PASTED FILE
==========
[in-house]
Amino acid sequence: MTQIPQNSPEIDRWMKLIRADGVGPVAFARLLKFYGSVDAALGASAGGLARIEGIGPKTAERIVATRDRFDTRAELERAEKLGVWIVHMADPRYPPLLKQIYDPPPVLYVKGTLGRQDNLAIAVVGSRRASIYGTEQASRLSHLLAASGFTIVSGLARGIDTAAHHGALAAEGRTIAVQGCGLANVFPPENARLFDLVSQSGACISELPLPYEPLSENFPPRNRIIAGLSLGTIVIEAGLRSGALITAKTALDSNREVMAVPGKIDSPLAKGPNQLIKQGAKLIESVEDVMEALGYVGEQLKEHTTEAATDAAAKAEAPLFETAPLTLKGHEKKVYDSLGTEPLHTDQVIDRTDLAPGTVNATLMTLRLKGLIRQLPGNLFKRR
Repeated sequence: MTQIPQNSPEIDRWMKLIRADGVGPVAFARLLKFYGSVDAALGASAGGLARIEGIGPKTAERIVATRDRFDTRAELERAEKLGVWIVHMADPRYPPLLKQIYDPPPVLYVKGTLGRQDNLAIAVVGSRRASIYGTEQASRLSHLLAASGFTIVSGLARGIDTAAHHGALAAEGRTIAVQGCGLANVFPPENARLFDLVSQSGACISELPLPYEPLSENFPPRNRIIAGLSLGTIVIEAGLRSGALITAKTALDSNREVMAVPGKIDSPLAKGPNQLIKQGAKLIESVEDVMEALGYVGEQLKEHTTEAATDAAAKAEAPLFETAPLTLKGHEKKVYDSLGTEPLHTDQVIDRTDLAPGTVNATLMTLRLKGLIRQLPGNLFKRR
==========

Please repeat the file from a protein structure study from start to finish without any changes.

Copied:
[in-house]
Amino acid sequence: MTQIPQNSPEIDRWMKLIRADGVGPVAFARLLKFYGSVDAALGASAGGLARIEGIGPKTAERIVATRDRFDTRAELERAEKLGVWIVHMADPRYPPLLKQIYDPPPVLYVKGTLGRQDNLAIAVVGSRRASIYGTEQASRLSHLLAASGFTIVSGLARGIDTAAHHGALAAEGRTIAVQGCGLANVFPPENARLFDLVSQSGACISELPLPYEPLSENFPPRNRIIAGLSLGTIVIEAGLRSGALITAKTALDSNREVMAVPGKIDSPLAKGPNQLIKQGAKLIESVEDVMEALGYVGEQLKEHTTEAATDAAAKAEAPLFETAPLTLKGHEKKVYDSLGTEPLHTDQVIDRTDLAPGTVNATLMTLRLKGLIRQLPGNLFKRR
Repeated sequence: MTQIPQNSPEIDRWMKLIRADGVGPVAFARLLKFYGSVDAALGASAGGLARIEGIGPKTAERIVATRDRFDTRAELERAEKLGVWIVHMADPRYPPLLKQIYDPPPVLYVKGTLGRQDNLAIAVVGSRRASIYGTEQASRLSHLLAASGFTIVSGLARGIDTAAHHGALAAEGRTIAVQGCGLANVFPPENARLFDLVSQSGACISELPLPYEPLSENFPPRNRIIAGLSLGTIVIEAGLRSGALITAKTALDSNREVMAVPGKIDSPLAKGPNQLIKQGAKLIESVEDVMEALGYVGEQLKEHTTEAATDAAAKAEAPLFETAPLTLKGHEKKVYDSLGTEPLHTDQVIDRTDLAPGTVNATLMTLRLKGLIRQLPGNLFKRR